Exporting Formatted Code Snippets from Emacs

rayo - 13 Jun 2014

I wanted a way to create formatted code snippets (syntax highlighting, etc.) for pasting into GMail or Google Slides. The catch was I didn't want to use a web service (e.g. pastie, hilite.me) or switch from Emacs to another text editor (e.g. Sublime with the SublimeHighlight plugin).

Learning from Markdown-Mode

I remembered that Emacs markdown-mode lets you preview, in a browser, the Markdown text rendered as HTML.

Basically, when you install markdown-mode, you also install a Markdown executable like Python-Markdown. When you invoke markdown-preview in Emacs, markdown-mode runs the Markdown executable in a shell. The input is the Markdown text in the current Emacs region, and the HTML output goes to a temporary Emacs buffer. The buffer's contents, in turn, are opened in a browser by the Emacs command browse-url-of-buffer.

Pygments to the Rescue

We could use a similar strategy to markdown-mode's for exporting formatted code snippets. We just need a command-line tool that will receive code from stdin and send it formatted to stdout.

Pygments fits the bill. Pygments is a syntax higlighter written in Python, with many lexers and formatting options. It can be installed using pip (e.g. pip install pygments).

Lisp Isn't So Painful

After installing Pygments, you get a script called pygmentize. Of course to call it from Emacs, you'll need some Lisp. Here's a helper that constructs the desired invocation:

26 (defun pygmentize-html-command (beginning-line-number)
27   (let ((lexer (gethash major-mode pygmentize-lexers))
28         (linenostart (number-to-string beginning-line-number)))
29     (if (not lexer) (error (concat "error: no lexer for " (symbol-name major-mode))))
30     (concat "pygmentize -f html" 
31             " -l " lexer 
32             " -O style=autumn,linenos=inline,noclasses=true,linenostart=" linenostart)))

A lookup table maps Emacs major-modes to their lexer argument for pygmentize:

16 (setq pygmentize-lexers (make-hash-table))
17 (puthash 'emacs-lisp-mode "common-lisp" pygmentize-lexers)
18 (puthash 'scala-mode "scala" pygmentize-lexers)
19 (puthash 'java-mode "java" pygmentize-lexers)
20 (puthash 'ruby-mode "rb" pygmentize-lexers)
21 (puthash 'python-mode "py" pygmentize-lexers)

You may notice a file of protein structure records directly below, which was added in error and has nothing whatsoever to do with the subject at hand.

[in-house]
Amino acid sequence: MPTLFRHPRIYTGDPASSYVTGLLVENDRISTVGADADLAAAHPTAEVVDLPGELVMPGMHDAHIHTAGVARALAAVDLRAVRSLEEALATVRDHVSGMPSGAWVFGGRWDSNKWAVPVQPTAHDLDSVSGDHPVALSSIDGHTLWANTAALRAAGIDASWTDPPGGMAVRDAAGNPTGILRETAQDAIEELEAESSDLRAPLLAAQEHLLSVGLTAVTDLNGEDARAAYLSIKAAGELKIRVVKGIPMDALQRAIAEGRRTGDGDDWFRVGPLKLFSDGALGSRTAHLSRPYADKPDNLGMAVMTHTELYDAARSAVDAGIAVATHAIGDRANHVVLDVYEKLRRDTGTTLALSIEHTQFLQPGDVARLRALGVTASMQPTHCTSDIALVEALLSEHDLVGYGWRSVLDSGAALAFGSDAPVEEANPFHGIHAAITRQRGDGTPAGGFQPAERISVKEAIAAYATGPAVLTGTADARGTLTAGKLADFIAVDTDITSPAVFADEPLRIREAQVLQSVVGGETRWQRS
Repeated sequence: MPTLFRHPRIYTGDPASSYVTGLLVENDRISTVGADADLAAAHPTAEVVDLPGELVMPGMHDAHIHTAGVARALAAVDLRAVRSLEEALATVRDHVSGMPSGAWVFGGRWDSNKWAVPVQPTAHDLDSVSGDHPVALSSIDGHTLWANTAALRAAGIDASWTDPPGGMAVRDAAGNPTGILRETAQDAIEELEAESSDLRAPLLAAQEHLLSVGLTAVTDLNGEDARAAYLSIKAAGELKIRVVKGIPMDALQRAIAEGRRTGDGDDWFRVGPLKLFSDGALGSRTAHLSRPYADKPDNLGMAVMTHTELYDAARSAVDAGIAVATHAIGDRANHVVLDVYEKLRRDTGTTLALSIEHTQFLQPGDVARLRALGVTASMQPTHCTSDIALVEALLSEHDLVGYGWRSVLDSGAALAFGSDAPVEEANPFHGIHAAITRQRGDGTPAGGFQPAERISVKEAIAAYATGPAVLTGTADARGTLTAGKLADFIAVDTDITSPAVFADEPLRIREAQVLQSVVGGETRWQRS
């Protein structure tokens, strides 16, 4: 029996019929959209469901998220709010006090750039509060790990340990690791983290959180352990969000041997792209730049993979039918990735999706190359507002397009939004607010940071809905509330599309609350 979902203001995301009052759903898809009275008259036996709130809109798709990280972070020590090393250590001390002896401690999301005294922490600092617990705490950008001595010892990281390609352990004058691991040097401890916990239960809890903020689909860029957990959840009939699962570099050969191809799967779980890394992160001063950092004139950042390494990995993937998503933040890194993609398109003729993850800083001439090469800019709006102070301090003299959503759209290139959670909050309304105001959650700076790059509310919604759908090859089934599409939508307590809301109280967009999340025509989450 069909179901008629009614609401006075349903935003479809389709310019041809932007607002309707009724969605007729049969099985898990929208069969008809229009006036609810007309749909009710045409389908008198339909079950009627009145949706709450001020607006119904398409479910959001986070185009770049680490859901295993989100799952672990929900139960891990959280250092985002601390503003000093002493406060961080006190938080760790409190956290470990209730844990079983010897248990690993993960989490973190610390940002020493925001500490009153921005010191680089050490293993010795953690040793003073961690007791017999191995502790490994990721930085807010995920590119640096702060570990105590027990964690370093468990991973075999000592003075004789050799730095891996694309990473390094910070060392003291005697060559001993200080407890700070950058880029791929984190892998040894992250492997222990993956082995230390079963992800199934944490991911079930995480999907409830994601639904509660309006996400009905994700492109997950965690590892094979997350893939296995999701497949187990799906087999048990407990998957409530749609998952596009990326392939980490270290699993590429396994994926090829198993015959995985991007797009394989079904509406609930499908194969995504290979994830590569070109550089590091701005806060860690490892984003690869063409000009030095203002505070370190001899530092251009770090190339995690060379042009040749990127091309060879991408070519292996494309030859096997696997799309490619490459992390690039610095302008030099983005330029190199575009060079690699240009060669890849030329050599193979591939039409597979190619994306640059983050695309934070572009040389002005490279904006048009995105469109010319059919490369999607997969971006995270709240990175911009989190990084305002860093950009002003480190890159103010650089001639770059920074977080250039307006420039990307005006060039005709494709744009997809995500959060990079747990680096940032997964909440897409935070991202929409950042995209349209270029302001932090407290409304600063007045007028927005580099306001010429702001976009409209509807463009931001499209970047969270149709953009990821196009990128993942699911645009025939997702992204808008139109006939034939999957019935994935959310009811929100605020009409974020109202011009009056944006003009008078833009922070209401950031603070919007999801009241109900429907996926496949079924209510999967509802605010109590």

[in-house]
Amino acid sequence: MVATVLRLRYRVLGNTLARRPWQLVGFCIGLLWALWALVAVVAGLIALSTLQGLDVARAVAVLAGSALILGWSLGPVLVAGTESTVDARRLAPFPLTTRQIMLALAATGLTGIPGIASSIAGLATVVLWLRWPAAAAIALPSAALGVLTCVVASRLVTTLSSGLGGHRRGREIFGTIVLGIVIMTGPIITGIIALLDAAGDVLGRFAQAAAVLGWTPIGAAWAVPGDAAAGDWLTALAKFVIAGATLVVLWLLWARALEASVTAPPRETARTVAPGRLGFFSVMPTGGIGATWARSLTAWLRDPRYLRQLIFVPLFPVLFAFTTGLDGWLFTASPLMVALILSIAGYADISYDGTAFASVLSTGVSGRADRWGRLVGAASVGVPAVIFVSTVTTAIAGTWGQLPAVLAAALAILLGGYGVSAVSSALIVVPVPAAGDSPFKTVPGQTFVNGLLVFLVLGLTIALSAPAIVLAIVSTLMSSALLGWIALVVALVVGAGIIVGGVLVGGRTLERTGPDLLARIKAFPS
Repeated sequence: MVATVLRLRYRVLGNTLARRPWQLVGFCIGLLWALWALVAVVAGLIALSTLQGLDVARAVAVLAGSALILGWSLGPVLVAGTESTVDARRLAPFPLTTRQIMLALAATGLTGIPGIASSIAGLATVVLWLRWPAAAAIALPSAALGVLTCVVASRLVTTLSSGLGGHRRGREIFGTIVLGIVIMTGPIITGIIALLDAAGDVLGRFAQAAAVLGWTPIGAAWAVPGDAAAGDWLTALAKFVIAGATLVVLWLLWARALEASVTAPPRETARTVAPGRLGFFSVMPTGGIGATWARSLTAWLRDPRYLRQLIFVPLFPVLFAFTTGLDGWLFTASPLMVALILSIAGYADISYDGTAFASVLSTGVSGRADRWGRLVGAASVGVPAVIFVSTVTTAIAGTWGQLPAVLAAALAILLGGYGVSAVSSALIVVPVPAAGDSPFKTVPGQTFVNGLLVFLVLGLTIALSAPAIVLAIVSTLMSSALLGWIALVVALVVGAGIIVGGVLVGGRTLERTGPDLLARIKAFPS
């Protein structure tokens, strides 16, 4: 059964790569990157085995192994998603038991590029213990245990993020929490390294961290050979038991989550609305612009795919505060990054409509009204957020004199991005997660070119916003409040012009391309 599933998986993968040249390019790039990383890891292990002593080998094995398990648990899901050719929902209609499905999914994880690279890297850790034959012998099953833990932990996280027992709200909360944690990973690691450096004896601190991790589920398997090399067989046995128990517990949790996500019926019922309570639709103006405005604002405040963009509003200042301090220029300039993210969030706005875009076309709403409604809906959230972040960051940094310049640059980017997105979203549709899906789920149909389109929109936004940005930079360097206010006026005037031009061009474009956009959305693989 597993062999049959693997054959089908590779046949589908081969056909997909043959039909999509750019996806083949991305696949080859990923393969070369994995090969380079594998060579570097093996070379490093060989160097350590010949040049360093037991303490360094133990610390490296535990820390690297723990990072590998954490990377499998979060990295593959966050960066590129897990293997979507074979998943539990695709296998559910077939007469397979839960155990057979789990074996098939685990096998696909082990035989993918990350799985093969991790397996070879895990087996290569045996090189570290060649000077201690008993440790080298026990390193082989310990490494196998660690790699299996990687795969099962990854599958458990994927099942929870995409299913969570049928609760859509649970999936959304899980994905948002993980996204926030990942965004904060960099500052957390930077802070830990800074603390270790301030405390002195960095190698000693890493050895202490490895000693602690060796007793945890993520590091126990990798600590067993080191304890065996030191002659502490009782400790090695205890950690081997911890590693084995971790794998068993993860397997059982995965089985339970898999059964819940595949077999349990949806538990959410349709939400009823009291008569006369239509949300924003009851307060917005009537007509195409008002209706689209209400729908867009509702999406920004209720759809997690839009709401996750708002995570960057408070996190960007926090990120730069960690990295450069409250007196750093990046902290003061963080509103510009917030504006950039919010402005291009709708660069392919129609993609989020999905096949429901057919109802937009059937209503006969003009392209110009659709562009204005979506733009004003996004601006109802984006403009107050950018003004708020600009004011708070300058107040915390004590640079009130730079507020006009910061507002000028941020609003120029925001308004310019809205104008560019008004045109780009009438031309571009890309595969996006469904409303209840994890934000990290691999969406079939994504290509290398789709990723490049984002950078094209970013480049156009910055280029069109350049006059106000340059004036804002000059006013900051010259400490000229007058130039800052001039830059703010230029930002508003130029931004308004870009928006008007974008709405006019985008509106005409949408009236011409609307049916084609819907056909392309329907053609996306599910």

22 (puthash 'sh-mode "sh" pygmentize-lexers)
23 (puthash 'diff-mode "diff" pygmentize-lexers)

The Emacs clip region is passed via stdin to pygmentize, with stdout redirected to a temporary buffer:

38 (defun pygmentize-html (&optional output-buffer-name)
39   (interactive)
40   (save-window-excursion
41     (unless output-buffer-name
42       (setq output-buffer-name pygmentize-html-output-buffer-name))
43     (let* ((beginning-line-number (line-number-at-pos (region-beginning)))
44            (shell-command (pygmentize-html-command beginning-line-number)))
45       (shell-command-on-region (region-beginning) 
46                                (region-end) 
47                                shell-command
48                                output-buffer-name))
49     (switch-to-buffer output-buffer-name)
50     (clipboard-kill-ring-save (point-min) (point-max))
51     output-buffer-name))

The temporary buffer's syntax-highlighted, HTML-formatted contents will be opened in a browser, using Emacs's browse-url-of-buffer function:

53 (defun pygmentize-html-preview (&optional output-buffer-name)
54   (interactive)
55   (unless output-buffer-name
56     (setq output-buffer-name pygmentize-html-output-buffer-name))
57   (browse-url-of-buffer (pygmentize-html output-buffer-name)))

Gotta have a keybinding:

59 (global-set-key (kbd "C-c h p") 'pygmentize-html-preview)

Exporting the Snippets

This gist contains the full Emacs-Lisp code. (And it easily embeds into a .emacs file.)

To export a snippet, highlight some code, and invoke pygmentize-html-preview:


In the launched browser window, select all and copy:


Paste into GMail, Google Slides, or anything that will accept formatted HTML:


comments powered by Disqus